I‟m Lorena, 49 years old, living in Slovenia. Nationality? Slovenian, Croatian, Serb, Italian, German, Hungarian … but in my heart I feel myself as Dutch. Working currently in a huge school center in Novo mesto (south east of Slovenia) Teaching music vocational subjects (music expression, art, creative playing on instruments) Recently got my PhD in Intercultural studies
When I was only 4,5 years old, we moved from previous Yugoslavia to Netherland, Rotterdam. My parents and I, were among the first citizens from the previous Yugoslavia (Slovenia was at that time a part of this state) who were alloud to live in Netherland with a visa.
As 4,5 years old girl, I could speak Slovenian and Croatian language, but not Dutch. Nevertheless, I attended the kindergarten – this was a bad experience, as I couldn‟t understand anyone … and they (Dutch children) couldn‟t understand me as well. As I didn‟t feel me well, I run away from the kindergarten… and they had to search for me about 6 hours.
I attended the primary school in Netherland Soon it was shown me very clearly “you don‟t belong to „us‟ “ – you have “to dark hair, you don‟t speak our language, our dialect, you have even a strange name … you are dirty …” But (!) teachers were obvious prepared, and they helped me a lot to cope with all this problems. After almost 11 years living in Netherland, we moved back, to Croatia.
We moved to Croatia, to Zagreb, but I left my heart, my childhood, my friends, my dreams and the best I had … in Netherland, which I still feel as my fatherland. I‟m telling my friends: “Ubi bene, ibi patria”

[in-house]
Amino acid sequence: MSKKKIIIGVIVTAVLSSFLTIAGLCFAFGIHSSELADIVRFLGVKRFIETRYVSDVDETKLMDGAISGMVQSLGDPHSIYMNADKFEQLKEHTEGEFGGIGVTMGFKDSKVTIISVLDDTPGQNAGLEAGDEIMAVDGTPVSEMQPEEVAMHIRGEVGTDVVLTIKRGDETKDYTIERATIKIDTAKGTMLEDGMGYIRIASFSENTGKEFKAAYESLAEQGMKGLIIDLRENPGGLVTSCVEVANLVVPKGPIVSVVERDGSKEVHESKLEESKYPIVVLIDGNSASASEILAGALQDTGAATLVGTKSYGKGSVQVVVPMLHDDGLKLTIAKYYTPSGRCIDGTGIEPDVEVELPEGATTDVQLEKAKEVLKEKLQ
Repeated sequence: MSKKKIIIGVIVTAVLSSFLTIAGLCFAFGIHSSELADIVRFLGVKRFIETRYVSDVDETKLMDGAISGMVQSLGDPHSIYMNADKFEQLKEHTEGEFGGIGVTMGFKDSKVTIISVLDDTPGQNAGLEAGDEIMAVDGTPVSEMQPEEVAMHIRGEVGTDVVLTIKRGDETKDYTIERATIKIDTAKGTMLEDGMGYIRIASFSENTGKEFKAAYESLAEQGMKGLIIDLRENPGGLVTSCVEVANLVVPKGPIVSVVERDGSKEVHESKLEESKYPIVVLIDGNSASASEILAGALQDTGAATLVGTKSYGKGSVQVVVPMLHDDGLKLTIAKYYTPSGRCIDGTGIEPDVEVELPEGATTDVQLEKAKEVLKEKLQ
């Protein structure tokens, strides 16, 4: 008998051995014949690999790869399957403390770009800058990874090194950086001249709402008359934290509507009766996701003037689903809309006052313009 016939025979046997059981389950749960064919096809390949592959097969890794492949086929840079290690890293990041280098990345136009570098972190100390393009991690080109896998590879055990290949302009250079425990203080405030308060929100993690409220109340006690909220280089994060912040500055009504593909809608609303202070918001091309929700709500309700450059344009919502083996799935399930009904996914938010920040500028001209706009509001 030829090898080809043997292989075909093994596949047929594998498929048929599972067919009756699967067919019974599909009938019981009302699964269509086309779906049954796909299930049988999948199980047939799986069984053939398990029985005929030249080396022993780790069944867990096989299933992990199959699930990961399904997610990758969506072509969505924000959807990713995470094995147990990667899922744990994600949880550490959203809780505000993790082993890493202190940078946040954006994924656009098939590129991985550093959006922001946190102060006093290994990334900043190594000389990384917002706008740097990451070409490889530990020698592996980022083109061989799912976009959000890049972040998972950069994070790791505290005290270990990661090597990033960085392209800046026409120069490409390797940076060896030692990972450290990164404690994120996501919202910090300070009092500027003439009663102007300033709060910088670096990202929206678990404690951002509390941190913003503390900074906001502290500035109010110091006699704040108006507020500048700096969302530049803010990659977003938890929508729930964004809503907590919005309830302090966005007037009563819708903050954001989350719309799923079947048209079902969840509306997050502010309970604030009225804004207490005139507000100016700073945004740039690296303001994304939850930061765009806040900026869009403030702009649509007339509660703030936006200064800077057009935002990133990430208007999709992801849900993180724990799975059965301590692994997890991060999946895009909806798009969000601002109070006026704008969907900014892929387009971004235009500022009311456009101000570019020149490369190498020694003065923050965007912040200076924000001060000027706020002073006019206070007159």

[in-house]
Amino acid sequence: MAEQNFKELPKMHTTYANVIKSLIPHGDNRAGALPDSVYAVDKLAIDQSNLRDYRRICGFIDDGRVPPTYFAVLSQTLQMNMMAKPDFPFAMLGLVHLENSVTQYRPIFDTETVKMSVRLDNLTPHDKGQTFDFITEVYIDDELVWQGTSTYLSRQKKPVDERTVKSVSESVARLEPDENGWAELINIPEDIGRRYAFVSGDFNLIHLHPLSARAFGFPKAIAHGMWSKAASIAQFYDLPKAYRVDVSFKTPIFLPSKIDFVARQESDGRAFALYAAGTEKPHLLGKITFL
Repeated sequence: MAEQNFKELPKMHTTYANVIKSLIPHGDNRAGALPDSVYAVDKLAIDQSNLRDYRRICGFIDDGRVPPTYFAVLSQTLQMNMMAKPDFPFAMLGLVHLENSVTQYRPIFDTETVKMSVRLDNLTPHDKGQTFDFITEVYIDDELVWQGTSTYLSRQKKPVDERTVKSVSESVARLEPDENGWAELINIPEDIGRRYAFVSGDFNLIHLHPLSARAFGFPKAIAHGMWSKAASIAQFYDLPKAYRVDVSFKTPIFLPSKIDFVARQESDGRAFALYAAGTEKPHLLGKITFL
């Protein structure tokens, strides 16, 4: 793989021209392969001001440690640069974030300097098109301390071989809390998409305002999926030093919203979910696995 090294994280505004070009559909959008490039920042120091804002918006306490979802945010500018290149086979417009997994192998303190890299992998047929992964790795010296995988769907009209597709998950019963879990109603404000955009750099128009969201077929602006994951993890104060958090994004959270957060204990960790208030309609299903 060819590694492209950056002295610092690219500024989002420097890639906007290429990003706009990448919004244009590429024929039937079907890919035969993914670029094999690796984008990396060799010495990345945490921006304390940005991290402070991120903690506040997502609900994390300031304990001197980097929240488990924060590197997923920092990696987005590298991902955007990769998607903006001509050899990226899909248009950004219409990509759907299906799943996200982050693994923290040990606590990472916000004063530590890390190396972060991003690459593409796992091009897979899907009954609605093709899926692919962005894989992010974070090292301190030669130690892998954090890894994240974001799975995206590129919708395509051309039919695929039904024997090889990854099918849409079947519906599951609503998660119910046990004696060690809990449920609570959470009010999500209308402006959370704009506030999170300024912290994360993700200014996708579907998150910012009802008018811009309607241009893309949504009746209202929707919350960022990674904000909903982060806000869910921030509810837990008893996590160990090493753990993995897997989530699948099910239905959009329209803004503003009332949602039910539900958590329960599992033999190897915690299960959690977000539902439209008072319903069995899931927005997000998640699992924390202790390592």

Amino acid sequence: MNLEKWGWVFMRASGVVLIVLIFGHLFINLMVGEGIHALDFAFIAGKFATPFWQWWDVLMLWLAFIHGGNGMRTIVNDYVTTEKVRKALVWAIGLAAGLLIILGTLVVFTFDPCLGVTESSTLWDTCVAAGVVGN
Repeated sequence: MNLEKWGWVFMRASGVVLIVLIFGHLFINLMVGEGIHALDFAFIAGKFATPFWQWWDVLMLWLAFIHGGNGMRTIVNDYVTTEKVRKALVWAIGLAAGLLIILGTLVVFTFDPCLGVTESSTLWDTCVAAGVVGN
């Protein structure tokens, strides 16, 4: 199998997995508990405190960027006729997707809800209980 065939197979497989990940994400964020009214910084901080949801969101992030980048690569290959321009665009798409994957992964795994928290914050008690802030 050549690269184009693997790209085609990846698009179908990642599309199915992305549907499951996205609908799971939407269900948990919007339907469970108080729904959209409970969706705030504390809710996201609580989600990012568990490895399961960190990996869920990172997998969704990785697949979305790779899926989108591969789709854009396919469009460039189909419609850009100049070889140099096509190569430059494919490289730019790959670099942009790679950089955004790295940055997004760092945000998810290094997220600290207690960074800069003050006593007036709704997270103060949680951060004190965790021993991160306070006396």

My second fatherland (my father is from Croatia) Friendly people … another conception of “the other” bratstvo i jedinstvo” = brotherhood and „being one‟ - this attitude, famous in the previous Yugoslavia tells us about experiencing the “other” – we are all the same, nevertheless which nationality, religion we belong … and we have to help each other …
My dreams were broken in 1990, when it was obvious, that we will experience another war, this time in Croatia – It became suddenly VERY important “who you are” (Slovenian, Croatian, Serb …) I had to move back to Slovenia (country of my mother), as it was safer.
Yes, you ARE a Slovenian, but (!), you can‟t speak Slovenian language well, so therefore you can‟t be a Slovenian. You were not born in Slovenia, so therefore, you can‟t be a Slovenian Your name/SURNAME (!) is not typically Slovenian, so therefore you can‟t be a Slovenian … Bla, bla, bla, bla….. This is the conception of the “other” in Slovenia from 1992 – 2012 (it has not changed – till yet ….)
I HAD TO CHANGE MY SURNAME (FROM MY FATHERS SURNAME IN MOTHERS SURNAME), IN ORDER TO WORK EASIER, WITHOUT PROBLEMS AND PREJUDICES TOWARD ME I‟m, thinking: if I have problems, which am partly a Slovenian, how about the people, who are strangers in Slovenia?
After 29 years living abroad: I don‟t know who I am I KNOW only: after living abroad, and living with different people, it is not important if you have this or that nationality, religion, if you belong to this or that race, ethnicity … For me it matters only, that you see in a person, if he/she is good or not, and if this person is prepared to take you as you are – without demanding to change yourself in something you can‟t be